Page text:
Smarter Business: Greening Advisor
Clean and fuel-efficient transportation
Buying or arranging for the use of clean, fuel-efficient (and, where appropriate, alternative-fuel) vehicles can save money and reduce emissions of harmful greenhouse gases, sulfur, carbon monoxide, and particulates. (Where possible, of course, avoiding private vehicle use altogether cuts the most pollution and saves the most money). When purchasing company vehicles, consider the cleanest and most fuel-efficient models that fit your business needs. Hybrid options are also available for many vehicle types. Additionally, when arranging for car services, contract buses, and rentals, request the cleanest and most fuel-efficient vehicle that can accommodate your needs.
Also consider promoting environmentally preferable transportation practices among employees and event attendees. Incentives could include offering public transit vouchers or “commuter checks,” company shuttles to and from bus or train stations, bicycle parking, and preferential parking for hybrid cars. Diesel buses, trucks, and equipment should use cleaner, “ultra-low sulfur” diesel fuel and be equipped with the best pollution-cutting filters available.
Visit the EPA’s Green Vehicle Guide and Fueleconomy.gov for more information on environmentally preferable vehicles, and visit the Union of Concerned Scientists’ Hybrid Center for a list of state and federal hybrid incentives. To locate fueling stations for alternative vehicles, visit the Department of Energy’s Alternative Fuels Data Center. For more information about EPA’s programs to reduce diesel pollution (including tax and other incentives), visit the SmartWay Transport Partnership and the National Clean Diesel Campaign.
- Calculate cost savings from fuel efficiency.
- Calculate financial and environmental benefits of hybrid vehicles.
For a list of energy efficiency incentives in your state, visit the Database of State Incentives for Renewables and Efficiency.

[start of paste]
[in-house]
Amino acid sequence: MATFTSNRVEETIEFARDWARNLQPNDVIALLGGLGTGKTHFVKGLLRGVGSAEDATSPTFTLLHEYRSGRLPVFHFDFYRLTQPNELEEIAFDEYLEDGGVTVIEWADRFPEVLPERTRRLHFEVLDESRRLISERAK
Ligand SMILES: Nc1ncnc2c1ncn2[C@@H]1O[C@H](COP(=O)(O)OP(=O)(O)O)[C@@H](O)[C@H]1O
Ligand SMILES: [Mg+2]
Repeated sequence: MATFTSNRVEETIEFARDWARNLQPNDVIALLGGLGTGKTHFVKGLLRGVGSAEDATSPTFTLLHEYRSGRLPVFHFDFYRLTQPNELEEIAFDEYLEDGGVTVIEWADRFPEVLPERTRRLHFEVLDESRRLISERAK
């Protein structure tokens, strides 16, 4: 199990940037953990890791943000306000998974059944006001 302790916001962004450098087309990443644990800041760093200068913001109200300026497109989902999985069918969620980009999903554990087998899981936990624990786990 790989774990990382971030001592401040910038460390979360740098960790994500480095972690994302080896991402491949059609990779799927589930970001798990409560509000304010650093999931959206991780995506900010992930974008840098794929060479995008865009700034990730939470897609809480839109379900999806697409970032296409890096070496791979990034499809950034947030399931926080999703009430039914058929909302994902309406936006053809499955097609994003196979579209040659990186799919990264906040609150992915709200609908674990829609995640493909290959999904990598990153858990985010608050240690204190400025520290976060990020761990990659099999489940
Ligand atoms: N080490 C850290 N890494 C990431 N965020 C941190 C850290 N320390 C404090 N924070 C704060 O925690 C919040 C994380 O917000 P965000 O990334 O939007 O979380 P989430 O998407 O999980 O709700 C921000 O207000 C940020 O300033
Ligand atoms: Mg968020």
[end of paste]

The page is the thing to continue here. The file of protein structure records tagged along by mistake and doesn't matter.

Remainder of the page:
Fuel Efficiency Saves Money
Higher fuel efficiency means that your company will use less gas for every mile traveled, and less gas use means financial savings. A car with a fuel economy of 20 miles per gallon, driven for 10,000 miles, costs at least $600 more per year to drive than a car with a fuel economy of 40 miles per gallon.
The rule of thumb when purchasing a vehicle is to choose the cleanest and most fuel-efficient model that fits your company’s needs. Buy the best fuel economy car in the class you are seeking, which in some cases might be a hybrid. You may also wish to consider an alternative-fuel car, such as one that runs on ethanol or biodiesel. Done right, biofuels could lead to reductions in global warming pollution; at the same time, they could save consumers money at the pump and spur the growth of new jobs and industries. On the other hand, it’s also possible to make biofuels in a way that increases global warming pollution and increases the price of basic agricultural products. Unfortunately, there are no labels on biofuels informing customers about their origin or the environmental impact of their manufacture. So for now, the bottom line is this: If you have a vehicle that can run on either E85 (85 percent ethanol) or gasoline, choose E85 when you can. However, when it’s time to buy a new vehicle, fuel efficiency should always be the top priority.
When buying or renting diesel trucks, buses and equipment, specify that ultra-low sulfur diesel fuel will be used, and that the vehicle or equipment will be equipped with the best soot-cutting filters available for the engine. Filters are now available for most post-1994 engines that can eliminate more than 90 percent of the soot pollution, when combined with ultra-low sulfur diesel fuel.
A car with a fuel economy of 20 miles per gallon, driven for 10,000 miles, costs at least $600 more per year to drive than a car with a fuel economy of 40 miles per gallon
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